Monthly Archives: July 2022

Episode 286: Chimerism, Mosaicism, and Venus the Cat

Thanks to Vaughn for suggesting this week’s episode topic about Venus the cat and her unusual coat pattern!

Further reading:

Mystery Cats of the World Revisited by Dr. Karl P.N. Shuker

Further listening:

Half-siders and sea monkeys Patreon episode from December 2018 (unlocked episode)

Venus the cat:

“Half-sider” birds can be spectacular:

Half-side chimeras are not just restricted to birds:

Ranger the “black lion” (photo by Peter Adamson, from this site which you should also read). Note the black patch on his right front leg:

Show transcript:

Welcome to Strange Animals Podcast. I’m your host, Kate Shaw.

This week I had planned to release our updates episode, but I didn’t have time to finish it. The 2022 updates episode will run in September instead, since we’re doing Invertebrate August again this year!

Way back at least a year ago and possibly more, Vaughn suggested we do an episode about “rare two-tone animals like Venus the cat.” I put the suggestion on my list and totally forgot about it until today, when I saw it and thought, “hmm, who’s Venus the cat?”

If you don’t already know, Venus is a beautiful cat whose coloration is mostly what’s called tortoiseshell, meaning she has a mixture of colors on her body, in her case black and orange. But Venus’s face is completely black on one side with a green eye, but orange tabby on the other side with a blue eye. She also has a white bib and white on her paws.

Venus became famous after the family who adopted her as a stray in 2009 posted pictures of her online. Her coloration is so unusual that everyone wondered what caused it. The answer is that we aren’t exactly sure, but veterinarians and experts in cat genetics do have some pretty good ideas.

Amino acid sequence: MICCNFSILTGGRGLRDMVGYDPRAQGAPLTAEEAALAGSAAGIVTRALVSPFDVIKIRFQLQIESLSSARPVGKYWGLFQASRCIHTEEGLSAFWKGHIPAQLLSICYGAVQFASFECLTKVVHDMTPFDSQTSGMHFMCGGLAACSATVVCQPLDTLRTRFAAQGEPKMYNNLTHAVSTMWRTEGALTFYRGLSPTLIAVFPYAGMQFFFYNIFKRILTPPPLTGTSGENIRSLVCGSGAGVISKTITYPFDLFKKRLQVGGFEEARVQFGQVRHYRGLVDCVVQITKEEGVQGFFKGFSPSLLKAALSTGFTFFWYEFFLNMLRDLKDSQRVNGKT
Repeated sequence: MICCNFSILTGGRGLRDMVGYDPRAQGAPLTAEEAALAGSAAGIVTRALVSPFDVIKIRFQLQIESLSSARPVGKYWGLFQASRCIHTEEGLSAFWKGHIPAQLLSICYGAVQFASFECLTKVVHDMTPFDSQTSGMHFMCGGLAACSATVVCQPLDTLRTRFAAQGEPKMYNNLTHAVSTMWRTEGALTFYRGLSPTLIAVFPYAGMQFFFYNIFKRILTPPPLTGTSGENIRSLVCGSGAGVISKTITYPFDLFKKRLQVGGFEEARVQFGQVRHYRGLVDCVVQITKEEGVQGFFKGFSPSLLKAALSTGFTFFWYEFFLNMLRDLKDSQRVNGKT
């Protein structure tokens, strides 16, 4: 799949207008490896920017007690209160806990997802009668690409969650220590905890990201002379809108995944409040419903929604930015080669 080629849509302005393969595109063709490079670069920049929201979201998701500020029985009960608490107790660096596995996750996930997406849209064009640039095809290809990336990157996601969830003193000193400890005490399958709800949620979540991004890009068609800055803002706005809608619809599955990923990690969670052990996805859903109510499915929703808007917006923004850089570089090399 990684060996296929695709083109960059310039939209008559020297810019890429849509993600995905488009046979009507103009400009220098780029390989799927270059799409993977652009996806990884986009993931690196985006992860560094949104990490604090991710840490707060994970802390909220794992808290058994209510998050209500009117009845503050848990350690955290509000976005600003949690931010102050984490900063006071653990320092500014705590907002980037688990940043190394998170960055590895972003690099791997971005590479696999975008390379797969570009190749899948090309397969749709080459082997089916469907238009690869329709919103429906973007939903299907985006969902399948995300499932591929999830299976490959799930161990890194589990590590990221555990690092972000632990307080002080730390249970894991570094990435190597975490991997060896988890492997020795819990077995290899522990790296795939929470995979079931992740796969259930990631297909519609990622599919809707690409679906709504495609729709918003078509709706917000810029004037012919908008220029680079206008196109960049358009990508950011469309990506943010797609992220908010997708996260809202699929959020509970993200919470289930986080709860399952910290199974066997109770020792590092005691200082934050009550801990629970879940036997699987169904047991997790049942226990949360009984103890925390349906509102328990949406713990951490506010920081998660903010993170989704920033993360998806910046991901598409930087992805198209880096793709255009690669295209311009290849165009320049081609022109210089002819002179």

There are probably several things going on genetically with Venus that resulted in her interesting coloration. Her different-colored eyes are one result. When an animal has different-colored eyes, called heterochromia iridis, there are a number of possible causes, from an injury to one eye to various genetic conditions. Sometimes it’s not complete, meaning one eye may be partly a different color. It even happens in people sometimes, although it’s rare.

In Venus’s case, researchers think her heterochromia may be due to a gene that produces what’s called piebaldism. A piebald animal has white markings when an ordinary animal of the same species doesn’t have any white markings. Some animals who naturally have a white pattern may have the word pie or pied or just bald hidden in their name, such as the magpie and the bald eagle, because it used to mean just an outfit with different contrasting colors. In the story of the pied piper, the piper had on a suit made of different colors.

The white patches of a piebald animal actually don’t have any pigment, and if a white patch is over an eye, the eye may also lack pigment and appear blue. That’s pretty common in piebald or pinto horses or in some dog breeds with white markings. The piebald gene may also affect one or both eyes even if a white patch doesn’t cover the eye, which some researchers think may be the case in Venus. Her left eye is blue even though the left side of her face is orange tabby.

Venus’s unusual facial fur coloration may be due to a condition called chimerism. Chimerism happens long before an animal is born—in fact, it happens within a few hours after an egg cell is fertilized. I’ll do my best to explain it. A lot of the next section comes from a Patreon episode from 2018, and if you want to listen to the original I’ve unlocked it for anyone to listen to and put a link in the show notes.

As soon as an egg cell is fertilized, it starts to divide into more cells, which divide into more cells, which divide into more cells, and on and on. After a while, the groups of cells start to differentiate into parts of the body. Some cells become a heart, others become toes, and so on. Eventually there’s a whole finished baby ready to be born or hatched.

If there are two fertilized egg cells, they develop into two separate babies, which are fraternal twins that don’t necessarily look alike. Occasionally, a fertilized egg cell will split and each of the two resulting cells will start to develop separately. In that case, you get identical twins.